The accuracy of size modifiers also diminishes as the difference between original building size and revised building size increases. This is due to the increasing possibility that different construction methods and materials will be required, and is true for both linear and exponent size modifiers.

When determining the size of a building, there are general guidelines for certain building features. For example, balconies, canopies and open terraces as count as half their area, and open roof areas are not counted at all. These are normally not critical issues, but these conventions are laid out in the Association for the Advancement of Cost Engineering (AACEi) Standard #13S-9, and the American Institute of Architects (AIA) Document D101.

When using D4Cost software or DCD Archives simply input the revised square footage of the building. The software will do the math to revise the cost based on the linear model. Exponent modifier providers include RS Means, and the US Department of Defense.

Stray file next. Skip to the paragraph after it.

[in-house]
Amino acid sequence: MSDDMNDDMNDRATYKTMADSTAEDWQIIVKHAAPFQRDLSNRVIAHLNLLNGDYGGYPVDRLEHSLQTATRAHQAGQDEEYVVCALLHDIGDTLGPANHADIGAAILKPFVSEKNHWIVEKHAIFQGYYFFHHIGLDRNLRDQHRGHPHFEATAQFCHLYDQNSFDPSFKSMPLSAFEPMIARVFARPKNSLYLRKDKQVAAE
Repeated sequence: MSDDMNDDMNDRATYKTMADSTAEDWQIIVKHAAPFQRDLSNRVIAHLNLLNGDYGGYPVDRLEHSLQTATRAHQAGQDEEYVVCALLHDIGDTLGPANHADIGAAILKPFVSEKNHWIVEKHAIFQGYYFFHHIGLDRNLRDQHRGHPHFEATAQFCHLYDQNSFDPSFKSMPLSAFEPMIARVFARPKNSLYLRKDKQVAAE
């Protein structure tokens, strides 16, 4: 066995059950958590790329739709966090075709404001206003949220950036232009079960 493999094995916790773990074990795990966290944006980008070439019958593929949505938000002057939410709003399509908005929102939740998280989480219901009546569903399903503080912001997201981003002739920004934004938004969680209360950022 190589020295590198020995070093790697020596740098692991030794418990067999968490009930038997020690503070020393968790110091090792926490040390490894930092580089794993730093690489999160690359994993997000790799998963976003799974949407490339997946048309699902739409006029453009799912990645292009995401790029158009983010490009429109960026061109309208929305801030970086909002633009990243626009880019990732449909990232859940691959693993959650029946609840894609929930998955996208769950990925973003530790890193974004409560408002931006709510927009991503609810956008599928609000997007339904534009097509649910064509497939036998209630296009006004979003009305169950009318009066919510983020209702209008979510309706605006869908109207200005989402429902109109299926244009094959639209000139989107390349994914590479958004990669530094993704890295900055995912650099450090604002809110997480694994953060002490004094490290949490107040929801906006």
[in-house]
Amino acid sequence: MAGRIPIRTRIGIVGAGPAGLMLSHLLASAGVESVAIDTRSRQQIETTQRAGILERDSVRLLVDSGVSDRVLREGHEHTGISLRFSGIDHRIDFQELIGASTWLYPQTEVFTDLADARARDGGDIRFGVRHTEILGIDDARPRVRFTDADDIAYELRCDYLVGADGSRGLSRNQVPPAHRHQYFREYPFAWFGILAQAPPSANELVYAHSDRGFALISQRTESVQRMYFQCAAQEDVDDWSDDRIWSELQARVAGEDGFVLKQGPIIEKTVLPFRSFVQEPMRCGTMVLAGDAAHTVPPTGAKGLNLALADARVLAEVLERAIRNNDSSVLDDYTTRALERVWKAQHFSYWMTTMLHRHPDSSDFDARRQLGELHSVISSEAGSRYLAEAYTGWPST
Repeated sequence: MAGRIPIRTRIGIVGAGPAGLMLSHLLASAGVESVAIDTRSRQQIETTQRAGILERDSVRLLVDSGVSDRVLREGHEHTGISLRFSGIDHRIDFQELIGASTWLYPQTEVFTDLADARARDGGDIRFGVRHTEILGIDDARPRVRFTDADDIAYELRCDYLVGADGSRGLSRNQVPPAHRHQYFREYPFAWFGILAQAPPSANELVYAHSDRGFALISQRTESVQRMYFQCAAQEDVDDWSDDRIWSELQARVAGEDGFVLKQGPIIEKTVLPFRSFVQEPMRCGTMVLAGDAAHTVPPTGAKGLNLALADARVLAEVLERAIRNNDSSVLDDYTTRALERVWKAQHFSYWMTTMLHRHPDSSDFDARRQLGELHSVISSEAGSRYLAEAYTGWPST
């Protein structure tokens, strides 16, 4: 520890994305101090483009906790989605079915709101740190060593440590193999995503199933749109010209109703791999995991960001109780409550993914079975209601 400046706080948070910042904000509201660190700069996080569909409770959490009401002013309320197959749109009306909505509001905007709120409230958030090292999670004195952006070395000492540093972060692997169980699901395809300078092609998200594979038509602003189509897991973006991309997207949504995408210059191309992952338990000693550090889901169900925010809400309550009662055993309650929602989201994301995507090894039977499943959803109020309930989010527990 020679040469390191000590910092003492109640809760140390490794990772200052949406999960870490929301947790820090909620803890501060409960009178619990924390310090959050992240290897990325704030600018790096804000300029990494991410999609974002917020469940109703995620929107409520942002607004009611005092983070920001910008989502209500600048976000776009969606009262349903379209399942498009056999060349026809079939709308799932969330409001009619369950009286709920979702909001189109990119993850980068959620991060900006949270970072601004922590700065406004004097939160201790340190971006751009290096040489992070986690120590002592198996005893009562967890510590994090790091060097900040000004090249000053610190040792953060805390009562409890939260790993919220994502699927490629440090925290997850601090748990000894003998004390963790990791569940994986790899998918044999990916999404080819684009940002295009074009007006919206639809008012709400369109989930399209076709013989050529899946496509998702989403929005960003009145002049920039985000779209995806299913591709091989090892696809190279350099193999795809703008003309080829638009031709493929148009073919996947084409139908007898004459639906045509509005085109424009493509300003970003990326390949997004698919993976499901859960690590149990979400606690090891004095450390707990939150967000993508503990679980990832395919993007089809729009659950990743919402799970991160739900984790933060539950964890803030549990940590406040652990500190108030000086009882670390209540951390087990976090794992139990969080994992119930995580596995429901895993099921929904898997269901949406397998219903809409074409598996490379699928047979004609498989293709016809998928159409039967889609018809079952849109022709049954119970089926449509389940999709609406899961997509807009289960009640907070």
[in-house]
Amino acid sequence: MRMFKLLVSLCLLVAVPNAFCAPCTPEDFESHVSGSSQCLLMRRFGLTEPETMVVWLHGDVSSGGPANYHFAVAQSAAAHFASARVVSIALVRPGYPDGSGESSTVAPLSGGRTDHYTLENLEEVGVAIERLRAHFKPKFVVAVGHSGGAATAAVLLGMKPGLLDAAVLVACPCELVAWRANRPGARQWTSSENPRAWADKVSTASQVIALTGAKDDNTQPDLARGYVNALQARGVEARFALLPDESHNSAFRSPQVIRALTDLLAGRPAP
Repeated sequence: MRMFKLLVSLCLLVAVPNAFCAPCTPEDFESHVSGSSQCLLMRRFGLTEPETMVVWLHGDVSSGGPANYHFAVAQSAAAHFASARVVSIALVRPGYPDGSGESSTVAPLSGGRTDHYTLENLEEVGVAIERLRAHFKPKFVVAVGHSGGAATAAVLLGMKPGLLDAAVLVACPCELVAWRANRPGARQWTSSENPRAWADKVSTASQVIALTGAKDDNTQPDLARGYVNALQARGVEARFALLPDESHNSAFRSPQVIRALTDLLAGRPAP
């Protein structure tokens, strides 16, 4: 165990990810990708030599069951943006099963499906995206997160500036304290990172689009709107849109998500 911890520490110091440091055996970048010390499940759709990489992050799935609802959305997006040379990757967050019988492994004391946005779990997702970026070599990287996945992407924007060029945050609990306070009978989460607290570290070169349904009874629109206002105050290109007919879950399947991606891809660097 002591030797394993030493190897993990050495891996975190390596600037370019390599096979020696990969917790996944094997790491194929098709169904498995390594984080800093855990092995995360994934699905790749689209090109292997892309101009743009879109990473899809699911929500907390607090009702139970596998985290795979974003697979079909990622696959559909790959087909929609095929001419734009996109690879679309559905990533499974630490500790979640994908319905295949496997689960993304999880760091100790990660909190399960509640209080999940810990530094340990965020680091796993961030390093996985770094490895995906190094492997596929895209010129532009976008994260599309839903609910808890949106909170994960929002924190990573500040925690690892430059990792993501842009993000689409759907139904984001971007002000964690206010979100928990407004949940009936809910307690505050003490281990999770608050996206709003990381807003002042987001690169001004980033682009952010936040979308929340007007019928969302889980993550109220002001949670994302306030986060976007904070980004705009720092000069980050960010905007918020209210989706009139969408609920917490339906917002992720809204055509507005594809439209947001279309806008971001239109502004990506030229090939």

To modify an estimate due to a revised size, using the linear model, the formula is:
Estimated Cost/Building Size = Cost/Square Foot
(Cost/Square Foot) * revised square footage = Revised Estimated Cost
Substituting actual numbers we get:
$28,000,000/140,000SF = $200/SF
($200/SF)*180,000SF = $36,000,000

To modify an estimate due to a revised size, using the linear model, the formula is:
Building Size/Typical Size = Size Factor yields a Cost Multiplier from a reference source
Cost Multiplier * Cost (based on a typical building size)/Square Foot = Revised Estimated Cost/SF
Substituting actual numbers we get:
180,000SF/140,000SF = 1.30 which yields .95 from a reference source
.98 *($200/SF) = $196/SF
($196/SF) * 180,000SF = $35,280,000

About the author
Joseph Macaluso has over 20 years of experience as a construction cost estimator working on multi-million dollar projects for several New York City and New York State agencies. Recently he has authored the guide, Understanding Construction Costs: How to Review Estimates, available in e-book and print formats, at, iTunes, and as an on-line guide at website. He can be reached at

Tags: Costs, Estimating Construction